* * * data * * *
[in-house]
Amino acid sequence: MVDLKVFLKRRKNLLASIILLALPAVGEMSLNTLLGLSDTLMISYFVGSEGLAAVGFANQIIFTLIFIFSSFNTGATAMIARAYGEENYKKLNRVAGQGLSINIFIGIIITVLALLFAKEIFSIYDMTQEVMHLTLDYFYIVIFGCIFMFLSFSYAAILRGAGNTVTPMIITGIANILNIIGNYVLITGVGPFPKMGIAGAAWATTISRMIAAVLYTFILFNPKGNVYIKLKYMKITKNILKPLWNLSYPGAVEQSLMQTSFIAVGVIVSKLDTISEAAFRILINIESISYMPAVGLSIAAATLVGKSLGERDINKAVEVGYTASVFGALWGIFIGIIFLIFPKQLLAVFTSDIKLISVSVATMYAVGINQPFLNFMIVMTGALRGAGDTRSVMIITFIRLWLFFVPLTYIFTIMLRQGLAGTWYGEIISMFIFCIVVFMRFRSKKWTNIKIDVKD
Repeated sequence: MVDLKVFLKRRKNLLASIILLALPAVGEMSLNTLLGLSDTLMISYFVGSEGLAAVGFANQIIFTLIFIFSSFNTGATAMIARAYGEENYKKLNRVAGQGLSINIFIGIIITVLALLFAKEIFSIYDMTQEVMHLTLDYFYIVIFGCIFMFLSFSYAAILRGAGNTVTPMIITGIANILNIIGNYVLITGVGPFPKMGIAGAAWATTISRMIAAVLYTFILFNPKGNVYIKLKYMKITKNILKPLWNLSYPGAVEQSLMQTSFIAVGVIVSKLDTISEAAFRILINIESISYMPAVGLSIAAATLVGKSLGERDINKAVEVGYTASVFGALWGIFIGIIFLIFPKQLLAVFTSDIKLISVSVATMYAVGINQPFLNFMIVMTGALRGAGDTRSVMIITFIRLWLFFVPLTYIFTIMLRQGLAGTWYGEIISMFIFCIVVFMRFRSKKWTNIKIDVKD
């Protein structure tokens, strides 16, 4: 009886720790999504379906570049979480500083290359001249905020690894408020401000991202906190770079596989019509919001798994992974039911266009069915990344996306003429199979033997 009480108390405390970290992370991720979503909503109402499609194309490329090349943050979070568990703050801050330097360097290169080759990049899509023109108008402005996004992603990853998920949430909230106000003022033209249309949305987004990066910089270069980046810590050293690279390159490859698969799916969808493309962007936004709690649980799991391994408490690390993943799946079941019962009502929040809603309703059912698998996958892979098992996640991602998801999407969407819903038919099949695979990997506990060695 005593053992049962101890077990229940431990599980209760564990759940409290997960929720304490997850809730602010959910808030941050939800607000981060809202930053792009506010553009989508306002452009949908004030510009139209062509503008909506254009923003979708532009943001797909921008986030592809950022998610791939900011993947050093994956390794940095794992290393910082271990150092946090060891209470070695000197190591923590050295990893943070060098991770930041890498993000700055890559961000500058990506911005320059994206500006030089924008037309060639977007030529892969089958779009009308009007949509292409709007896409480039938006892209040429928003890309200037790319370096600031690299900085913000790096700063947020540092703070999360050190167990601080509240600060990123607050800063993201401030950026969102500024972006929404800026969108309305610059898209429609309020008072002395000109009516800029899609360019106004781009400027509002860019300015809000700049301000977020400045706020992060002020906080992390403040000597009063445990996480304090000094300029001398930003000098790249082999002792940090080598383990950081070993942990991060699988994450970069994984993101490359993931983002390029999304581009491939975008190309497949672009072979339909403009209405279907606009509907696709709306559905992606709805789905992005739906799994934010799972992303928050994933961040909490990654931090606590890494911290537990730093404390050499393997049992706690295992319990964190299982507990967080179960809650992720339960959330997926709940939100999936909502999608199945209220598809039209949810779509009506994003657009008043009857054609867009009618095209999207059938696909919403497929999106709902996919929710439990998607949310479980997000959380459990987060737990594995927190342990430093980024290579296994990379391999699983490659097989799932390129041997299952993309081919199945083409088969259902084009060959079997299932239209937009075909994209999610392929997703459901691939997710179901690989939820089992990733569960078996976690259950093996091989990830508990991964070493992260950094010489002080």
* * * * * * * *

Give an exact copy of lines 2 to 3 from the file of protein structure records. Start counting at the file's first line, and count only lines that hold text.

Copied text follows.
Amino acid sequence: MVDLKVFLKRRKNLLASIILLALPAVGEMSLNTLLGLSDTLMISYFVGSEGLAAVGFANQIIFTLIFIFSSFNTGATAMIARAYGEENYKKLNRVAGQGLSINIFIGIIITVLALLFAKEIFSIYDMTQEVMHLTLDYFYIVIFGCIFMFLSFSYAAILRGAGNTVTPMIITGIANILNIIGNYVLITGVGPFPKMGIAGAAWATTISRMIAAVLYTFILFNPKGNVYIKLKYMKITKNILKPLWNLSYPGAVEQSLMQTSFIAVGVIVSKLDTISEAAFRILINIESISYMPAVGLSIAAATLVGKSLGERDINKAVEVGYTASVFGALWGIFIGIIFLIFPKQLLAVFTSDIKLISVSVATMYAVGINQPFLNFMIVMTGALRGAGDTRSVMIITFIRLWLFFVPLTYIFTIMLRQGLAGTWYGEIISMFIFCIVVFMRFRSKKWTNIKIDVKD
Repeated sequence: MVDLKVFLKRRKNLLASIILLALPAVGEMSLNTLLGLSDTLMISYFVGSEGLAAVGFANQIIFTLIFIFSSFNTGATAMIARAYGEENYKKLNRVAGQGLSINIFIGIIITVLALLFAKEIFSIYDMTQEVMHLTLDYFYIVIFGCIFMFLSFSYAAILRGAGNTVTPMIITGIANILNIIGNYVLITGVGPFPKMGIAGAAWATTISRMIAAVLYTFILFNPKGNVYIKLKYMKITKNILKPLWNLSYPGAVEQSLMQTSFIAVGVIVSKLDTISEAAFRILINIESISYMPAVGLSIAAATLVGKSLGERDINKAVEVGYTASVFGALWGIFIGIIFLIFPKQLLAVFTSDIKLISVSVATMYAVGINQPFLNFMIVMTGALRGAGDTRSVMIITFIRLWLFFVPLTYIFTIMLRQGLAGTWYGEIISMFIFCIVVFMRFRSKKWTNIKIDVKD